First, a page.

Mercedes-Benz Ponton
Recirculating Ball Steering

Functional Description of the "Recirculating Ball Steering" Unit

This is how mechanical steering, or rather Mercedes-Benz mechanical "worm and sector recirculating ball steering", works. Any rotation of the steering wheel is transferred via the steering column (Figure 1: 1) to a steering worm (Figure1: 2). The steering worm is - in simple terms - rather like a screw with a thread. The counterpart to the screw is formed by the nut - here called the steering gear nut (Figure 1: 3). As a link between the steering worm and the steering gear nut, steel balls are embedded in the thread, and these help to reduce friction during the turning motion. The steering worm and steering gear nut have, as it were, a thread with ball bearings. The steering gear nut is so fixed that is can not move "right round" during the turning process.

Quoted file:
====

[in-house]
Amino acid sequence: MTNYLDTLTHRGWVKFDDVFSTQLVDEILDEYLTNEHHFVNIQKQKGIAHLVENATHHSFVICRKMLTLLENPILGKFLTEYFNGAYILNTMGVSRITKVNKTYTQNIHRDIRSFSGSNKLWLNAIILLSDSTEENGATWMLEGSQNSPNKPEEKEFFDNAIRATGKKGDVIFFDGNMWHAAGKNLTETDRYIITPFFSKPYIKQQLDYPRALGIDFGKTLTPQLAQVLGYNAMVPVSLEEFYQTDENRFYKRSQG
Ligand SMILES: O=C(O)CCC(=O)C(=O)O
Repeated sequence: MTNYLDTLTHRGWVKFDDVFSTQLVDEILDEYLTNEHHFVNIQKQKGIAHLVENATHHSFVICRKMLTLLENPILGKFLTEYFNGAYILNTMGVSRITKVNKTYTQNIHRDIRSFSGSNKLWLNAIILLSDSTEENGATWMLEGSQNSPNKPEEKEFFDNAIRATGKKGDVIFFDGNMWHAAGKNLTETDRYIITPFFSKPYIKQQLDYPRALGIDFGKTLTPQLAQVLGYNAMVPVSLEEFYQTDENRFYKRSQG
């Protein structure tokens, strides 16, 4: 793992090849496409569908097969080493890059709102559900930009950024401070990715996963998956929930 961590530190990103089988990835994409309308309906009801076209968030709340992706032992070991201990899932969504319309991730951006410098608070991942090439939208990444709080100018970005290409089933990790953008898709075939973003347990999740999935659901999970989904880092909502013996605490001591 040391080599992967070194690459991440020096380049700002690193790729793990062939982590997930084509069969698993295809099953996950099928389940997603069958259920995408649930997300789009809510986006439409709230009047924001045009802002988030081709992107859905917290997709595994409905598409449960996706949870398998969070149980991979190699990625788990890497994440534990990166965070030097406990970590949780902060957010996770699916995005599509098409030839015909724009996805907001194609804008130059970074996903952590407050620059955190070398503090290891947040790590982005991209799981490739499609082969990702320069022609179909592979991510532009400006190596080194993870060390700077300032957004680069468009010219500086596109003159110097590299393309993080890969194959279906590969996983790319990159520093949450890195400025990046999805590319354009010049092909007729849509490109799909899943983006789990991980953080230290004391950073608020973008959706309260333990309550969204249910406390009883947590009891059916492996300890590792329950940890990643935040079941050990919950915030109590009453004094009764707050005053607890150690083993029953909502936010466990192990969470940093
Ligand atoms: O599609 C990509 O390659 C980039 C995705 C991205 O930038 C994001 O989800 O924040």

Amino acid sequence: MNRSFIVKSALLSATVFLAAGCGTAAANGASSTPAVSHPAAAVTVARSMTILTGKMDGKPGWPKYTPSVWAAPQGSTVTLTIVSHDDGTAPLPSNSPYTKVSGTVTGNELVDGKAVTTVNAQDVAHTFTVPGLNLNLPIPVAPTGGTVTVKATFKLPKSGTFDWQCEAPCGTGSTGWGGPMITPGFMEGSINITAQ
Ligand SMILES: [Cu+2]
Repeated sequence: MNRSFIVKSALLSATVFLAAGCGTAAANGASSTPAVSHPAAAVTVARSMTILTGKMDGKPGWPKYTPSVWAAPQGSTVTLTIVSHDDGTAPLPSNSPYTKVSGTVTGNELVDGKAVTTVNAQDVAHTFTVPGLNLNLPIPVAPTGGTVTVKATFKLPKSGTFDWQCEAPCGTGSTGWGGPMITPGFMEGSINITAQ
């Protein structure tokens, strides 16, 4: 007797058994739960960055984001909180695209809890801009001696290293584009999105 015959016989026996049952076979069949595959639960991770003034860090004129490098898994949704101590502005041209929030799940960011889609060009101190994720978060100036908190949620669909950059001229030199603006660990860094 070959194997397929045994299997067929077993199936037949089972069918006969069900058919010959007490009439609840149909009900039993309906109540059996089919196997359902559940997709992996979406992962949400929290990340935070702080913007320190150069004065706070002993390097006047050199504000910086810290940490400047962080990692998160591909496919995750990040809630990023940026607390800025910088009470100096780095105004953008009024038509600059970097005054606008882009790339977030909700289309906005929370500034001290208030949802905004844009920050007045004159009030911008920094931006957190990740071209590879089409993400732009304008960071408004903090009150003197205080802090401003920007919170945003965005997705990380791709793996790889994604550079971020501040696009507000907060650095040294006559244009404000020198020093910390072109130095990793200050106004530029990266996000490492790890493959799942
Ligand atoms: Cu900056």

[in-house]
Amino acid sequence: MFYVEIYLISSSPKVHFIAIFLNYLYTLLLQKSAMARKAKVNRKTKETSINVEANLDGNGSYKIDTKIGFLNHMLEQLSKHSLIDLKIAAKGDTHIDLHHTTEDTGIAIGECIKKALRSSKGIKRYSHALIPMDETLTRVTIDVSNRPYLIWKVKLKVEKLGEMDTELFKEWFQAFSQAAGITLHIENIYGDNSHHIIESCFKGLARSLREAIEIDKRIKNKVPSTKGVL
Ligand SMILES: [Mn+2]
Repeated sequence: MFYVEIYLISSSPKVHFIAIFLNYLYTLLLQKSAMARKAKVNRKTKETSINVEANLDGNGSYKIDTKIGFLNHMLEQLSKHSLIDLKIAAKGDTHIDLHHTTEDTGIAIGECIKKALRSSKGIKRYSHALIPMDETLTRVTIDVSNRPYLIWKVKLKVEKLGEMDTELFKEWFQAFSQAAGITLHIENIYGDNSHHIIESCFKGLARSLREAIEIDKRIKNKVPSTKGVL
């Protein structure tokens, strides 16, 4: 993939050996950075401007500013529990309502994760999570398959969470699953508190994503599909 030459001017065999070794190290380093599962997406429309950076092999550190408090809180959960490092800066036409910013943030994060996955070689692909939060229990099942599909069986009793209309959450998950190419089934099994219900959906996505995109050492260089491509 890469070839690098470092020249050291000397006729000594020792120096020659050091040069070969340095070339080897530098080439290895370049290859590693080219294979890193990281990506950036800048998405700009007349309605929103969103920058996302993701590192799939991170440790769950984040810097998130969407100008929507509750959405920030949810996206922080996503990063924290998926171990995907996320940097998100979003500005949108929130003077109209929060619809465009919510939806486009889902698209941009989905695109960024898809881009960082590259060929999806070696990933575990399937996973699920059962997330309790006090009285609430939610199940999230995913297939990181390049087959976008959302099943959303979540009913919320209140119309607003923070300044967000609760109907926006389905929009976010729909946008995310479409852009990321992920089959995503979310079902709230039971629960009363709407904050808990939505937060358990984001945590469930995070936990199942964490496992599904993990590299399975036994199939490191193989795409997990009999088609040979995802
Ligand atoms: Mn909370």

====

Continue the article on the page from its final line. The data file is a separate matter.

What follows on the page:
Figure 1. Illustration of the Ponton era recirculating ball steering unit

And now just try to picture it: When the steering wheel is turned, the steering gear nut moves along the steering worm. The steering gear nut has a row of teeth on one side meshed directly with the sector on the Pitman shaft (Figure 1: 4). All movements of the shaft are transferred to the wheels via the drop arm (Figure 1: 5) and the steering linkage.

The advantages of worm and sector recirculating ball steering are based on two points. First of all, as already mentioned, there is very little friction between the steering worm and steering gear nut due to the system of "recirculating balls", thus making for light, positive steering. Furthermore, such steering has a constant reduction ratio within the steering box.


Correctly adjusted worm bearings have no clearance and no pre-load. The Pitman shaft (Figure 1: 4) adjusting screw (Figure 1: 6 ) must be adjusted when the steering wheel is in the straight ahead position; tighten the adjusting screw until the spring is fully compressed and then back off approximately 3-4mm, measured at the circumference of the adjusting screw.


Created: November 3, 2002 / Jeff Miller

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